Finally, Some Unflattering Research About Introverts

Introverts have many wonderful qualities that help them shine in the workplace. They have a capacity for deep thought and meaningful (if fewer) relationships, they are able to intensely focus on important tasks and they have heightened emotional sensitivity, to name a few. But when it comes to supporting the success of their extroverted colleagues, introverts may fall short.

Introverts are more likely to give low evaluations of job performance to extroverted coworkers, according to two new studies. They’re also less likely to give them credit for their achievements or endorse them for raises or promotions, the researchers, led by Dr. Amir Erez of the University of Florida, found.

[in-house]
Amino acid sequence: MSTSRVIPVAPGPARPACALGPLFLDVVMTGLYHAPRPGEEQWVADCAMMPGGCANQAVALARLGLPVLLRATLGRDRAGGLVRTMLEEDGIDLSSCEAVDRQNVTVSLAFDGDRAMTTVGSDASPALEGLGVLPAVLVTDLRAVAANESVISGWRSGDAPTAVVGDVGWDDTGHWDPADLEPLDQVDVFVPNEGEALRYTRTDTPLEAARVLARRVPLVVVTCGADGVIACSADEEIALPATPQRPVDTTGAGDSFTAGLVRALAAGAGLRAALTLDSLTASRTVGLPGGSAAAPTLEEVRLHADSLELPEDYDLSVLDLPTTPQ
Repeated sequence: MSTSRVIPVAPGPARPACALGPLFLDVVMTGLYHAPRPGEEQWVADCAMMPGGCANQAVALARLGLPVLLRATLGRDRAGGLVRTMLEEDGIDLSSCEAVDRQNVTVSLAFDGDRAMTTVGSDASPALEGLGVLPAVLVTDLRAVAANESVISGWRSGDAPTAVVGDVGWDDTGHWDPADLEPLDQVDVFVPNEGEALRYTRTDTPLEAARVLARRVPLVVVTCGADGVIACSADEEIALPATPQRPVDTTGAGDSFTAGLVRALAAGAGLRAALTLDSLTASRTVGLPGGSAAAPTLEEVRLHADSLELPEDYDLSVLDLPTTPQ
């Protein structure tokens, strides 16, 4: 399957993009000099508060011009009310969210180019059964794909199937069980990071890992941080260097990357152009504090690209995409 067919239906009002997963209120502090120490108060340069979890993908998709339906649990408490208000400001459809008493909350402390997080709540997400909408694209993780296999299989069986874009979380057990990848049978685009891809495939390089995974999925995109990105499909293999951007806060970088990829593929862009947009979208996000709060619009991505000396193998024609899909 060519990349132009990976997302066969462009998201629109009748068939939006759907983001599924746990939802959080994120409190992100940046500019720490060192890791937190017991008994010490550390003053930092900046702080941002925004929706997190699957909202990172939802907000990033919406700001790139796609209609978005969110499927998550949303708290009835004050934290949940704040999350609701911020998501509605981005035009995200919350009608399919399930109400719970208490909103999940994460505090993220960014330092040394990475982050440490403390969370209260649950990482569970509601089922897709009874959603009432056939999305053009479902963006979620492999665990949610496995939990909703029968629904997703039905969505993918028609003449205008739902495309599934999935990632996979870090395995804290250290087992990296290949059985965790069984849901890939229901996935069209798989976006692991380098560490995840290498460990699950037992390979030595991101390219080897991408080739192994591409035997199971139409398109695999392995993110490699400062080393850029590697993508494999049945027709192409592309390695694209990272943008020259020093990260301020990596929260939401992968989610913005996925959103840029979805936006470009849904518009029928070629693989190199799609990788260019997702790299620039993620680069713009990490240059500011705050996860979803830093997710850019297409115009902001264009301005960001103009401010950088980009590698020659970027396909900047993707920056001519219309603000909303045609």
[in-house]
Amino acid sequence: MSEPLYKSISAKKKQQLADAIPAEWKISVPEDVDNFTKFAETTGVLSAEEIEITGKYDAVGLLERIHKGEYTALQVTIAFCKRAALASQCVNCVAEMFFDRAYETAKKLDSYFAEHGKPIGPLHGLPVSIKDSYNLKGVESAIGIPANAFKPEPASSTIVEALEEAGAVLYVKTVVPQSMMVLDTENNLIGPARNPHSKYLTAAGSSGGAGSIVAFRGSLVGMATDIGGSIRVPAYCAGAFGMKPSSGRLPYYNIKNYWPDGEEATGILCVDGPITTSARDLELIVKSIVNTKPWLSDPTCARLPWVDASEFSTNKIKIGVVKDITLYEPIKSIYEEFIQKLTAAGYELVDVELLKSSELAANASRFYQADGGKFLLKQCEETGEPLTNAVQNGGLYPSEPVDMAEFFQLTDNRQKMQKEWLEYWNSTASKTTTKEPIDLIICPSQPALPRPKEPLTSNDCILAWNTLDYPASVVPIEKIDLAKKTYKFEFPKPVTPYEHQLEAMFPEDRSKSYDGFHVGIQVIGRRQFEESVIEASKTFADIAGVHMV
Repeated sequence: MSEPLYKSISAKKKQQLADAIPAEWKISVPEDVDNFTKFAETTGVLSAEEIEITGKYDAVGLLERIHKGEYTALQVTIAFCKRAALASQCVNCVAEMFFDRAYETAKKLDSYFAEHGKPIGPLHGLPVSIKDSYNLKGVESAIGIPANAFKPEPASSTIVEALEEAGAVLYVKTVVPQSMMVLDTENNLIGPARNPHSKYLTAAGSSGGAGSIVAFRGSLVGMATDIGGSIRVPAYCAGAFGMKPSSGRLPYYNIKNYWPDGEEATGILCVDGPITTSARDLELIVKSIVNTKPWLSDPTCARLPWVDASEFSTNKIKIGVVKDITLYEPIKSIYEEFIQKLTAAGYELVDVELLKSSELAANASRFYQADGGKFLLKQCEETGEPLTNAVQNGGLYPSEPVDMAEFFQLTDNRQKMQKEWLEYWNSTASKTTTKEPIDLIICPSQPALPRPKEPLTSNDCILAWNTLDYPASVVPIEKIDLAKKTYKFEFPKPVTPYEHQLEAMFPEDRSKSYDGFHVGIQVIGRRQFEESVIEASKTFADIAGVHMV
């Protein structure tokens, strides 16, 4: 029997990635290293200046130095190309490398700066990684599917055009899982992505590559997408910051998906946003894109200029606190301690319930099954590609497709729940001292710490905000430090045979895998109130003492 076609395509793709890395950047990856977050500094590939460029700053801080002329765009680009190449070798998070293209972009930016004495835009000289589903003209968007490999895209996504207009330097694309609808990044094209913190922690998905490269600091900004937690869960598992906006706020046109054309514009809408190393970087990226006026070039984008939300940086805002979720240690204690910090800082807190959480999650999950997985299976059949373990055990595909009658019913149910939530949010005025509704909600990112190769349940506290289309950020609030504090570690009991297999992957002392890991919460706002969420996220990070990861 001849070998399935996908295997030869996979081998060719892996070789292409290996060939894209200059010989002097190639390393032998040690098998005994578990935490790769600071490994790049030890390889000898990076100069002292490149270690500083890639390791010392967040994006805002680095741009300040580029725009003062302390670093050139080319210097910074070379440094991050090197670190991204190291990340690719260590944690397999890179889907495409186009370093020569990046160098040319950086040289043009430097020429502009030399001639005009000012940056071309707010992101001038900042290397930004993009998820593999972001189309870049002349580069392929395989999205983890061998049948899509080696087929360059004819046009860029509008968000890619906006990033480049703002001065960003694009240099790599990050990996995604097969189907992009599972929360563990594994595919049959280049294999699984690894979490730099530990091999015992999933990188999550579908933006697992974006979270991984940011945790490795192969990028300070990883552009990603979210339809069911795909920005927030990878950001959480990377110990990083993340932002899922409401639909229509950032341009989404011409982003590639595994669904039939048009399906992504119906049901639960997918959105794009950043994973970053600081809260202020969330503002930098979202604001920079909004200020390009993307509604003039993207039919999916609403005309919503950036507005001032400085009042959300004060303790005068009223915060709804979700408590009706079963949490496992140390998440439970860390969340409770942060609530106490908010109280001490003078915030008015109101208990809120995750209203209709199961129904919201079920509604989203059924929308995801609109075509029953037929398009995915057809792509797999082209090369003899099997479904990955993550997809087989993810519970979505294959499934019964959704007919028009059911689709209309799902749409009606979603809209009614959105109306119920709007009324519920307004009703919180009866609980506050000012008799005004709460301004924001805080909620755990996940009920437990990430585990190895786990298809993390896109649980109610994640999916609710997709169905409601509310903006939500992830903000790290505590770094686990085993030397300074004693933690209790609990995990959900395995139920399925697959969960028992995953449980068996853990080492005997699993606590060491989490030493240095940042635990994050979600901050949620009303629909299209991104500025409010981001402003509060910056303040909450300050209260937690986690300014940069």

“The magnitude with which introverts underrated performance of extroverts was surprising,” one of the study’s co-authors, business professor Keith Leavitt of Oregon State University, said in a statement. “The results were very consistent across both studies.”

In the first study, 178 MBA students at a large university in the southeast were assigned to four or five-person project teams for the semester. Halfway through the term, the students were asked to complete questionnaires about their fellow team members, team processes, and their own personalities.

The researchers found that introverts rated the —> Read More Here


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